The Nissan GT-R is a historic landmark in the brand’s history and has been for over 50 years now. However, as times continue to change and the world turns more toward electric vehicles and renewable energy, things like the GT-R are a dying breed. Unfortunately, banning performance gasoline vehicles is not far away in some countries. Strict regulations are already starting to effectively prohibit them.
The GT-R and its roaring twin-turbo V6 is now forever silenced in Europe.
This, of course, comes courtesy of stricter noise and, especially, emissions regulations. Europe continues to turn more toward renewable resources and electric vehicles. So, the GT-R’s place in the lineup was making less and less sense. According to Autoblog Netherlands, this isn’t a government decision from what is gatherable via Google Translate. It’s a Nissan decision.
It seems that the rising cost of taxes and fees associated with buying an emissions-heavy car made the GT-R’s price skyrocket. According to Autoblog Netherlands, the starting price was equivalent to about $202,000 with current exchange rates. That puts it over $85,000 above the U.S. starting price. Furthermore, the price of a Nismo GT-R was the equivalent of $336,000. That’s over $120,000 more than the price of a Nismo GT-R in the U.S.
So, with sales dwindling as prices continued to increase due to regulations, it seems Nissan ultimately decided to pull the GT-R from the European market. Likely, the cost of shipping and distributing the cars were not worth the minuscule sales the cars were generating.
“Nissan Automotive Europe has communicated to its dealer network that its GT-R supercar will cease to be offered for sale in Europe in 2022. The combination of forthcoming new noise regulations and reduced demand for Nissan’s legendary supercar means that its end of sales in Europe will come after 13 years as the icon of accessible automotive performance. No more customer orders can be made,” Nissan told Autoevolution.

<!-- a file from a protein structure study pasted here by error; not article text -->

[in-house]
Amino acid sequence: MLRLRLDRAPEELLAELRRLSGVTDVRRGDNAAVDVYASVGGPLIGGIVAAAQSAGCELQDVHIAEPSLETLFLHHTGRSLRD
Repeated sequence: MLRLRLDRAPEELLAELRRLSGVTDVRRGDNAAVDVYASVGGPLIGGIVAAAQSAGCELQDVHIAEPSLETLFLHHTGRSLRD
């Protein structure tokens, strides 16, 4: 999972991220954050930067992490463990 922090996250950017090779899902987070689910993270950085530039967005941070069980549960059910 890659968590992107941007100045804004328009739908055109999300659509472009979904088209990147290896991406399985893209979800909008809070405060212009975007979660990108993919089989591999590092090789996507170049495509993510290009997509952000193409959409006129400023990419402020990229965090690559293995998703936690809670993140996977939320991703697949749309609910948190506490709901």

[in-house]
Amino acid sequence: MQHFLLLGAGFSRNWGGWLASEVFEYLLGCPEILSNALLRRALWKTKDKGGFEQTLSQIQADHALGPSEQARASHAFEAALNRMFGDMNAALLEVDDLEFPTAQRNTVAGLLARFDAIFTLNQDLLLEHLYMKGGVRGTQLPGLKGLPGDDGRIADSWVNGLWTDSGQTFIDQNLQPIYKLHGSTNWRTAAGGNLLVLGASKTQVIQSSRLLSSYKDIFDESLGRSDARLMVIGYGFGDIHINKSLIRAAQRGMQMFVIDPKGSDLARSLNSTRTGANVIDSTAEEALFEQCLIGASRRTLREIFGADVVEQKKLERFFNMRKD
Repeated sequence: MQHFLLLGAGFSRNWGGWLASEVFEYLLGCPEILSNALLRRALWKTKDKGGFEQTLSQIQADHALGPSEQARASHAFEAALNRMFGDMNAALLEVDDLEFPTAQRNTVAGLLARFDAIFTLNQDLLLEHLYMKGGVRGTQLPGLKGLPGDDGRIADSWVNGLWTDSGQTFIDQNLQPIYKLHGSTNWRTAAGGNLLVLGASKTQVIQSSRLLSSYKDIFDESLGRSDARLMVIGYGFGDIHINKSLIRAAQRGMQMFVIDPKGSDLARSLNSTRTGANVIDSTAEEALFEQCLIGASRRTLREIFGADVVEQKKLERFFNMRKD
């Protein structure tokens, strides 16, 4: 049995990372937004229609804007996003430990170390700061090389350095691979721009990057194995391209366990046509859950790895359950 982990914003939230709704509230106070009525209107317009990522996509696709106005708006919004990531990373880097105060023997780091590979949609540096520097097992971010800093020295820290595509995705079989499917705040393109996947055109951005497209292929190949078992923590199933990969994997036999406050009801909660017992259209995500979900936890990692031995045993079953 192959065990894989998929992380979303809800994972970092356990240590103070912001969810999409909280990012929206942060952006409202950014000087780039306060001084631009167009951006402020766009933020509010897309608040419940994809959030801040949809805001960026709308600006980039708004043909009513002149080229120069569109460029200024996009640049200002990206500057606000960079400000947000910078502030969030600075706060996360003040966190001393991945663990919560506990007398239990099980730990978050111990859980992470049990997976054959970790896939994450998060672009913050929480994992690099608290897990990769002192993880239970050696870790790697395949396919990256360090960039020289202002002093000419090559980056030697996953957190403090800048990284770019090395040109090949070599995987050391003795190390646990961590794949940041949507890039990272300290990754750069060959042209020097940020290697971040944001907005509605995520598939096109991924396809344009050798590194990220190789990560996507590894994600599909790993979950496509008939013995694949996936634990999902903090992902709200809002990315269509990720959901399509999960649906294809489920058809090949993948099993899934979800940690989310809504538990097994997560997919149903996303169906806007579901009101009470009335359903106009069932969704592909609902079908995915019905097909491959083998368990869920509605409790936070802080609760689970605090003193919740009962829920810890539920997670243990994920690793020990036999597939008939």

Unfortunately, the only option for Europeans now is to buy one used or from dealer inventory. That, or they can purchase the 2023 Nissan Z. Though, it’s not quite the same.
Electrified performance is the only solution in Europe
More and more manufacturers are turning toward hybrid and electric vehicles to keep up with demanding government regulations. For example, Lamborghini’s new Aventador replacement features a hybrid version of its iconic V12 engine. Additionally, Aston Martin put out a limited-edition V12 Vantage, stating that it’s the final Vantage model that will ever come with a V12.
It’s certainly sad to see the end of high-performance sports cars with gasoline engines at the end of the tunnel. However, cars like the McLaren Artura keep our hopes high for the future of performance vehicles. Electric motors offer a world of acceleration that internal combustion engines just can’t touch. So, getting to see them work together in harmony is a great thing.
As unfortunate as it is to see the Nissan GT-R come to an end in Europe, we can at least take solace in the fact that we get to hang onto it for a little while longer here in the U.S. Perhaps Nissan will roll out a hybrid or electric version of the GT-R in the near future that tastefully pays homage to its lineage. Knowing the fan base of the GT-R, though, that’s a tall order.